Last Sunday the world bid farewell to a musical giant – one who transformed what was possible on the piano and created a legacy as an artist, teacher, and mentor that will live on long after his years here on Earth. Leon Fleisher was a force larger than life, most often quietly so, who commanded the stage for more than seven decades. Through a battle with focal dystonia that left his right hand out of commission for much of his career, he returned to the stage with both hands in his mid-70s – something I was honored to witness. I had the chance to work with him on many occasions, both in the coaching studio and on stage; from remembering his enveloping musical soul when performing Brahms together to finding myself in tears listening to him play Schubert’s late B-flat sonata during his final recital at Ravinia some years ago, I try to carry his wisdom with me always. I quote him to my students often: when asked about his stunning command of musical timing, he said “the key is, to play at the last possible moment, without being late.” One need not say much more. Rest well, High Priest.
July 19th was his 100th birthday. On New Year’s Day two years ago, we said goodbye to another musical giant, Robert Mann – his 97 years bore witness to a musical career that is nearly unparalleled. From his earliest days as a rough-and-tumble Oregon boy assigning friends to be in his first string quartet outfitted with tree branches attached to a single violin string each, to serving in the army during World War II and reading quintets with Einstein, his life was fiercely rich. Interwoven with his venerated 51 years with the Juilliard String Quartet – creating the gold standard for Beethoven and Bartok quartets and championing new music – was his dedication to the teaching of violin and chamber music. I was lucky enough to observe the former and take part in the latter. Lessons often included stories about how he hears the crashing waves on the coast of the Pacific Northwest when he thinks about rhythm, or how hiking in Glacier National Park (which was one of the first dates he had with his beloved wife Lucy) can inspire one’s sense of artistic affect. When he was out of town on studio class days, my classmates and I would set up our own sessions to perform our works-in-progress for each other, gatherings that we lovingly termed “geek class.” My life as an artist-teacher is forever impacted by him. I tap into his wisdom often when I’m with my own students now, and when I played my last live concert for the foreseeable future on March 8th, it was his Beethoven concerto cadenzas that I braved. I have been diving into this dazzling collection of videos, recordings, and interviews that the Naumburg Foundation put together in honor of his 100th that his son Nicholas sent my way. What a life worth living. We miss you dearly, Mr. Mann.
…a life cut far too short at the hands of Minneapolis police officers. George Floyd was yes, a giant in physical stature, but his story has become a giant that has captured a city, a nation, and our globe. I saw recently the new body cam footage from the moments leading up to his arrest: an unarmed black man pleading, respectfully, with police, not to kill him. He was not violent nor posing a threat, yet a gun was drawn and pointed at Floyd’s head. My heart breaks and my soul is crushed every time I see or read about a story like this – of which there are far too many to count – and I always ask “but why?” I watched as my hometown wept and burned, crying out for there to be, finally, meaningful action to address police violence and systemic racism that has defined our country, centuries deep. I think often of my own experience with and role in racism, how my thoughts or actions have been skewed by my own ignorance or lack of understanding. I have struggled with my voice here as a woman, the child of an immigrant, an artist, and an educator. What can and what do I do through these lenses? Demonstrate, donate, volunteer, yes. Listen, read, discuss, yes. Yell, cry, express, yes. And create. I am honored to be putting together a small multimedia piece for solo violin + spoken word in honor of George Floyd with three spellbinding Twin Cities artists: actors Lou Bellamy and Sarah Bellamy (of the newly renamed Penumbra Center for Racial Healing, formerly Penumbra Theatre) and renowned St. Paul composer Steve Heitzeg, who speaks social justice and activism through music. Stay tuned for an online premiere coming soon. Rest in Power, Sir George.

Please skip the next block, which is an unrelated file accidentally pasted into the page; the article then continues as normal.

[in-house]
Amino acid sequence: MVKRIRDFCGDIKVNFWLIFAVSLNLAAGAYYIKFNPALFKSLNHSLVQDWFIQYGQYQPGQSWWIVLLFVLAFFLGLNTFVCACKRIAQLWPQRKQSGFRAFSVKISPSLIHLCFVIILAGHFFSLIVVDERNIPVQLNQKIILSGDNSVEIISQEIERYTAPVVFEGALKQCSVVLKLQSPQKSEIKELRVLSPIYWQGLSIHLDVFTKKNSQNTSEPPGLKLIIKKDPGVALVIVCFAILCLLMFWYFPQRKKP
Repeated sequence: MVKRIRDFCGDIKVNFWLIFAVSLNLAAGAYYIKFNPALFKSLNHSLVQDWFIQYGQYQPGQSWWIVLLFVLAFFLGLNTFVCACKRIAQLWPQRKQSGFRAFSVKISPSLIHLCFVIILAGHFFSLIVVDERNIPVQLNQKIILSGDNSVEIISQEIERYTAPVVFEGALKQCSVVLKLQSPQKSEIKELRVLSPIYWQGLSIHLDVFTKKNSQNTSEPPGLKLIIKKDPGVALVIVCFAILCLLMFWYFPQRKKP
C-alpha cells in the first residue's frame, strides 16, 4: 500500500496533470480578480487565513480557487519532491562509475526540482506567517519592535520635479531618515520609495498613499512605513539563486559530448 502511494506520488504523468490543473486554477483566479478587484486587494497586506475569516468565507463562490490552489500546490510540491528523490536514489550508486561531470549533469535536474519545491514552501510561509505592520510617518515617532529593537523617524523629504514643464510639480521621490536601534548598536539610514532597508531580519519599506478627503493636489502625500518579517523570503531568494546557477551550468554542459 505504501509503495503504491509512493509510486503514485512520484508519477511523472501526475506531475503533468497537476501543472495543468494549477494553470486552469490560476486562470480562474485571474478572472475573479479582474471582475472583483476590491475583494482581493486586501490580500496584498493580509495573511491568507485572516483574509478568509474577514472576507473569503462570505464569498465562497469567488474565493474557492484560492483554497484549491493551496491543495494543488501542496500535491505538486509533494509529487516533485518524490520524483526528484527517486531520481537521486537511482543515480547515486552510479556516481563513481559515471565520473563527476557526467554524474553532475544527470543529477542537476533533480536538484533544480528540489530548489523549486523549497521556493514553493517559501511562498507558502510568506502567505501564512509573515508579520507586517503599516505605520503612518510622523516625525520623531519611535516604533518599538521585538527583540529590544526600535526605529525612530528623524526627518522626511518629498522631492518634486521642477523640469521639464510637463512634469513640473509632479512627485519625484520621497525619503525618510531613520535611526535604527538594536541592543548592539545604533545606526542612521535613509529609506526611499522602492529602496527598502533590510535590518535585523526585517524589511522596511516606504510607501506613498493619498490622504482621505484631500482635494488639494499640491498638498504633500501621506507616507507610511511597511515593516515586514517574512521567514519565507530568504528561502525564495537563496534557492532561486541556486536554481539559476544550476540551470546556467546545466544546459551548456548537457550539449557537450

And for something entirely different and distractionary, here’s a little photo diary of what life in quarantine land has looked like for me over the last couple of months. Hugs from NY.
This thing we’re calling a social life:
And family life…I’ve been lucky enough to have been together with family for much of the lockdown =)
One of the greatest silver linings of the pandemic is having time to take in so much if this gorgeous green earth, both in MN and NY…
And this has somehow become my work life…
My greatest claim to fame in quarantine land is my learning how to use a hammer drill and masonry bits to build a bouldering wall into the concrete block wall of my parents’ garage…the things we do once we’re bitten by the climbing bug…
I’ve discovered that my happy place these days is in the kitchen, apron on, cooking up a storm. Here’s my “covid cookbook…”
That’s all for now. Now it’s off to wrap my brain around how to teach this semester…Cornell is reopening in just three short weeks and there’s a mountain of uncertainty to climb! To all of you and your friends and family, stay safe and healthy.